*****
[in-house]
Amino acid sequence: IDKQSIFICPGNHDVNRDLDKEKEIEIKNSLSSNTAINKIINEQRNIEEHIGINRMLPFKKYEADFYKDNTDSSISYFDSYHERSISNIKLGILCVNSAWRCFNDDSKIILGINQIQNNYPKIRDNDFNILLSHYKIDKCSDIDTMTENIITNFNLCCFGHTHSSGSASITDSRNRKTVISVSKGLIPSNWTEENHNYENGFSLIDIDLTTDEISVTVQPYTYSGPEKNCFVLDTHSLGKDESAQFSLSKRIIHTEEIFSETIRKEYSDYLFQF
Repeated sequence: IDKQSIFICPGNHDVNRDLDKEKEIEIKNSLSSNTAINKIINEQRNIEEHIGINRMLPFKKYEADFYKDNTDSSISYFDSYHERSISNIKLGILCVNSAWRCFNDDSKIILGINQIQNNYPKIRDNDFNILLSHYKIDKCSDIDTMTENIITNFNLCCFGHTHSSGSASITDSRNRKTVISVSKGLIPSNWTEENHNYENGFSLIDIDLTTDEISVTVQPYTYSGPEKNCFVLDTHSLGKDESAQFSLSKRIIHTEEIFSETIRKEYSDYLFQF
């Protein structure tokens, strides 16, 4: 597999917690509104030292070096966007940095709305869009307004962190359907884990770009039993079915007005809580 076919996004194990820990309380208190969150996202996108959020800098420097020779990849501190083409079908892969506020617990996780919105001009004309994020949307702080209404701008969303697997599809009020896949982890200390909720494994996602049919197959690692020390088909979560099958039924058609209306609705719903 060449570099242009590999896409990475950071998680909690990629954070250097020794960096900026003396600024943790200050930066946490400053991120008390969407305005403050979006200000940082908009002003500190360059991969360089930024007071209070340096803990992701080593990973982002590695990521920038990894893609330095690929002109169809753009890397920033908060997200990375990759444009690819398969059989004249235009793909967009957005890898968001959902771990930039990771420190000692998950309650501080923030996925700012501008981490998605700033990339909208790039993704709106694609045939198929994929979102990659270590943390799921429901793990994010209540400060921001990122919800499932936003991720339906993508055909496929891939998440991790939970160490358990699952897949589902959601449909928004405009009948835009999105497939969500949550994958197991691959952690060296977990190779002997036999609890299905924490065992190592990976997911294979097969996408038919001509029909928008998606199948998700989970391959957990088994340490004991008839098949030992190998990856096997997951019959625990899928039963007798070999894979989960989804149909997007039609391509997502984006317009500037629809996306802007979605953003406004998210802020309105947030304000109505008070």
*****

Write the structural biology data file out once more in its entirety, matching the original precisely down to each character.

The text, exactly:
[in-house]
Amino acid sequence: IDKQSIFICPGNHDVNRDLDKEKEIEIKNSLSSNTAINKIINEQRNIEEHIGINRMLPFKKYEADFYKDNTDSSISYFDSYHERSISNIKLGILCVNSAWRCFNDDSKIILGINQIQNNYPKIRDNDFNILLSHYKIDKCSDIDTMTENIITNFNLCCFGHTHSSGSASITDSRNRKTVISVSKGLIPSNWTEENHNYENGFSLIDIDLTTDEISVTVQPYTYSGPEKNCFVLDTHSLGKDESAQFSLSKRIIHTEEIFSETIRKEYSDYLFQF
Repeated sequence: IDKQSIFICPGNHDVNRDLDKEKEIEIKNSLSSNTAINKIINEQRNIEEHIGINRMLPFKKYEADFYKDNTDSSISYFDSYHERSISNIKLGILCVNSAWRCFNDDSKIILGINQIQNNYPKIRDNDFNILLSHYKIDKCSDIDTMTENIITNFNLCCFGHTHSSGSASITDSRNRKTVISVSKGLIPSNWTEENHNYENGFSLIDIDLTTDEISVTVQPYTYSGPEKNCFVLDTHSLGKDESAQFSLSKRIIHTEEIFSETIRKEYSDYLFQF
């Protein structure tokens, strides 16, 4: 597999917690509104030292070096966007940095709305869009307004962190359907884990770009039993079915007005809580 076919996004194990820990309380208190969150996202996108959020800098420097020779990849501190083409079908892969506020617990996780919105001009004309994020949307702080209404701008969303697997599809009020896949982890200390909720494994996602049919197959690692020390088909979560099958039924058609209306609705719903 060449570099242009590999896409990475950071998680909690990629954070250097020794960096900026003396600024943790200050930066946490400053991120008390969407305005403050979006200000940082908009002003500190360059991969360089930024007071209070340096803990992701080593990973982002590695990521920038990894893609330095690929002109169809753009890397920033908060997200990375990759444009690819398969059989004249235009793909967009957005890898968001959902771990930039990771420190000692998950309650501080923030996925700012501008981490998605700033990339909208790039993704709106694609045939198929994929979102990659270590943390799921429901793990994010209540400060921001990122919800499932936003991720339906993508055909496929891939998440991790939970160490358990699952897949589902959601449909928004405009009948835009999105497939969500949550994958197991691959952690060296977990190779002997036999609890299905924490065992190592990976997911294979097969996408038919001509029909928008998606199948998700989970391959957990088994340490004991008839098949030992190998990856096997997951019959625990899928039963007798070999894979989960989804149909997007039609391509997502984006317009500037629809996306802007979605953003406004998210802020309105947030304000109505008070």